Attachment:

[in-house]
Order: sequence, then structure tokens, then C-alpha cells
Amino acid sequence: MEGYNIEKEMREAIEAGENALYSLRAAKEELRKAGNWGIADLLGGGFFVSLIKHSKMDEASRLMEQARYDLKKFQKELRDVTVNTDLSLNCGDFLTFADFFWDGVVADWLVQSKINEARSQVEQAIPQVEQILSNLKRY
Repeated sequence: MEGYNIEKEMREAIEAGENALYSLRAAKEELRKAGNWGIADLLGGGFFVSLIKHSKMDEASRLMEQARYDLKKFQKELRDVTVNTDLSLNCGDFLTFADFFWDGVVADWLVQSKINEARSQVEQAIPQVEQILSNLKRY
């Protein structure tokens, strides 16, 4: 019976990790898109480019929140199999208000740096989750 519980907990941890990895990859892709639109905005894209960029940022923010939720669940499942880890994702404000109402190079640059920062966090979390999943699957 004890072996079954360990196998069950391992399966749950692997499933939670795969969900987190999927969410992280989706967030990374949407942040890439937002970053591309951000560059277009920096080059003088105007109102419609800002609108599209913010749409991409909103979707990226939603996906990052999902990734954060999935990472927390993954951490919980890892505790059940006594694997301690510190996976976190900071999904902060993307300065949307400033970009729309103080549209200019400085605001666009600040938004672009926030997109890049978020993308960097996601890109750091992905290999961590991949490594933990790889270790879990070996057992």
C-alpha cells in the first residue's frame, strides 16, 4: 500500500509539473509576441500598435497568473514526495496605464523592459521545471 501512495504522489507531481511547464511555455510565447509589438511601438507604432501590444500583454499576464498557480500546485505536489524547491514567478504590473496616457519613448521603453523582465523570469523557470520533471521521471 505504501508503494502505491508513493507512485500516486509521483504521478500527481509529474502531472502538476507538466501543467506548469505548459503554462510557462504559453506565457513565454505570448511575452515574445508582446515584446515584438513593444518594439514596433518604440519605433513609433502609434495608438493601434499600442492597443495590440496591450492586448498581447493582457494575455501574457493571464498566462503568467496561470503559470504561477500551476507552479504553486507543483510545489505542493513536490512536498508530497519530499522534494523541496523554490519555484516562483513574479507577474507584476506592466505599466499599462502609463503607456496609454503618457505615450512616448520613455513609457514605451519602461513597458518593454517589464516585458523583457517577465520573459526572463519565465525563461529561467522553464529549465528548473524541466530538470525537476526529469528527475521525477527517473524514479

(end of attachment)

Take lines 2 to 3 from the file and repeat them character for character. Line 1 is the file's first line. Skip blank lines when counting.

Order: sequence, then structure tokens, then C-alpha cells
Amino acid sequence: MEGYNIEKEMREAIEAGENALYSLRAAKEELRKAGNWGIADLLGGGFFVSLIKHSKMDEASRLMEQARYDLKKFQKELRDVTVNTDLSLNCGDFLTFADFFWDGVVADWLVQSKINEARSQVEQAIPQVEQILSNLKRY